The Importance of the Cultural Differences Between China and the West in Translation

Translation is the process of transforming one language into another. It is not just simply translating a language to another but a translation between two or more cultures. Eugene A. Naida, a leading American translation theorist said: “Translation is an exchange between two cultures. For truly successful translations it is more important to be familiar with both cultures than even master both languages because words only make sense in the cultural context in which they function.”


The Chinese and English languages have given birth to their national idioms due to their unique historical culture. In ancient Chinese agricultural societies for example, “dogs” were seen as a humble animal. Dogs were mainly used to visit nursing homes and serve as a source of meat for ordinary people even in modern China where dog-eating practices still exist.

A range of dog-related languages contain derogatory meaning, such as “wolf’s heart and dog’s lungs”, “dog eyes are low”, “fox friends” and so on. On the other hand, in ancient European culture, people lived by hunting, fishing, grazing and dogs were important tools of production and labour such as shepherds. As European civilization has developed, dogs have become part of people’s everyday lives and are often used as a metaphor for humanity: “lucky dog”, “a top dog”, “as faithful as a dog”, “every dog has his day”, and now dogs are often seen as “man’s best friend”.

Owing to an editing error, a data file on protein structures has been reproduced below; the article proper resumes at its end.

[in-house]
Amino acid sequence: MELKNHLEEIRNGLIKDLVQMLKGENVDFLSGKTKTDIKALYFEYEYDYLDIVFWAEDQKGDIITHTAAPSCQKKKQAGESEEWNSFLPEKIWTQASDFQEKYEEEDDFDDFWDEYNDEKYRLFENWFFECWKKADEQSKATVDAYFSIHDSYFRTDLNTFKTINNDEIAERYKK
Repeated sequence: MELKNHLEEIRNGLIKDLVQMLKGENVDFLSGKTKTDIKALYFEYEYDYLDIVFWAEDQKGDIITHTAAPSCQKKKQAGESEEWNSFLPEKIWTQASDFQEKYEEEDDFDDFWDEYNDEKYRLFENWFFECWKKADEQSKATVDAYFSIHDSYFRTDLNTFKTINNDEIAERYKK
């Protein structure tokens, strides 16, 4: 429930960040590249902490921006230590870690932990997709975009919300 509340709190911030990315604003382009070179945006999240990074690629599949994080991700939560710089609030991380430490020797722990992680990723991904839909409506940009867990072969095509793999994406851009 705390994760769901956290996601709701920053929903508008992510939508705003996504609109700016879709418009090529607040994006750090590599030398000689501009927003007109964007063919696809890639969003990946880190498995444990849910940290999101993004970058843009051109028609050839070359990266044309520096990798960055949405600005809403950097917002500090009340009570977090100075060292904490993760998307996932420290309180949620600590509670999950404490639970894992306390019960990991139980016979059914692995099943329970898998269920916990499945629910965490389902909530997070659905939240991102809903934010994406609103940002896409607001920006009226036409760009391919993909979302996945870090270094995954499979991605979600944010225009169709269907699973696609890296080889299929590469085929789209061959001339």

Therefore, if one does not understand the differences between the customs of the two cultures, but simply uses literal translation, the translated content will be impractical and may even send erroneous messages. For example, fishing occupies an important position on the British Isles, so Britons often use “fish” to denote a wide range of people, such as “big fish”, “poor fish”, “strange fish”. If translated into big fish, poor fish and strange fish, it would be incomprehensible and even a joke.

It is well known that dragons have different cultural visions in China and the West where they represent supreme power and unrivalled power. However, in the West they are incarnations of evil and greed. So, the familiar “Asian Four Dragons” is translated into “Asian Four Tigers”. Because of the difference between the cultural images of the source language and the destination language, the translation needs to transform the cultural images to convey the same information.

Due to the differences in thinking modes, Chinese people are used to express things from the cause to the effect, from big to small, and then to elaborate in an orderly manner while British and American people express their thinking in the opposite direction to the Chinese people: from small to big, first to result, then to cause. For example, the address in English is: “No.1, East 3rd Ring Road, Chaoyang District, Beijing, China”  which should be translated into Chinese as “Beijing, Chaoyang District, No.1, East 3rd Ring Road”. Therefore, only by understanding the differences between the Chinese and Western ways of thinking can we accurately translate.